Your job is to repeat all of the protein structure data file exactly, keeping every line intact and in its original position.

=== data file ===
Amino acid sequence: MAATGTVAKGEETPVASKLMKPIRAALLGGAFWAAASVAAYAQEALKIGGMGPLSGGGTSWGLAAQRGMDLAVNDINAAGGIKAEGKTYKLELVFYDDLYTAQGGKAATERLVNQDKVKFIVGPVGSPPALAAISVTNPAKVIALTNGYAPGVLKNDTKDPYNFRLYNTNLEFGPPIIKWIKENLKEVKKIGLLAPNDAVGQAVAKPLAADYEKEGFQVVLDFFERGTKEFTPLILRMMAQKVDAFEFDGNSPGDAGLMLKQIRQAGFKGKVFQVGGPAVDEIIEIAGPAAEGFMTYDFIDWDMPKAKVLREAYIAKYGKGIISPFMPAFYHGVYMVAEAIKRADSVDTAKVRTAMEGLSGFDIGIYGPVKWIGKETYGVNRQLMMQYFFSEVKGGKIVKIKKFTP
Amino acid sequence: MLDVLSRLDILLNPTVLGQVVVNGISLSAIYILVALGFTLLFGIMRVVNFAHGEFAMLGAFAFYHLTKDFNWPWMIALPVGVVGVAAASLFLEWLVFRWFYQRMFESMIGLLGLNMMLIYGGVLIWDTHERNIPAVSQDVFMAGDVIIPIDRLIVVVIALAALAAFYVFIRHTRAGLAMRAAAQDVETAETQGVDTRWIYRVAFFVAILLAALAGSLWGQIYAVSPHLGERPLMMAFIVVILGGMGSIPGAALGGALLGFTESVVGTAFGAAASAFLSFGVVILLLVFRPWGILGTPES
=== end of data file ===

Amino acid sequence: MAATGTVAKGEETPVASKLMKPIRAALLGGAFWAAASVAAYAQEALKIGGMGPLSGGGTSWGLAAQRGMDLAVNDINAAGGIKAEGKTYKLELVFYDDLYTAQGGKAATERLVNQDKVKFIVGPVGSPPALAAISVTNPAKVIALTNGYAPGVLKNDTKDPYNFRLYNTNLEFGPPIIKWIKENLKEVKKIGLLAPNDAVGQAVAKPLAADYEKEGFQVVLDFFERGTKEFTPLILRMMAQKVDAFEFDGNSPGDAGLMLKQIRQAGFKGKVFQVGGPAVDEIIEIAGPAAEGFMTYDFIDWDMPKAKVLREAYIAKYGKGIISPFMPAFYHGVYMVAEAIKRADSVDTAKVRTAMEGLSGFDIGIYGPVKWIGKETYGVNRQLMMQYFFSEVKGGKIVKIKKFTP
Amino acid sequence: MLDVLSRLDILLNPTVLGQVVVNGISLSAIYILVALGFTLLFGIMRVVNFAHGEFAMLGAFAFYHLTKDFNWPWMIALPVGVVGVAAASLFLEWLVFRWFYQRMFESMIGLLGLNMMLIYGGVLIWDTHERNIPAVSQDVFMAGDVIIPIDRLIVVVIALAALAAFYVFIRHTRAGLAMRAAAQDVETAETQGVDTRWIYRVAFFVAILLAALAGSLWGQIYAVSPHLGERPLMMAFIVVILGGMGSIPGAALGGALLGFTESVVGTAFGAAASAFLSFGVVILLLVFRPWGILGTPES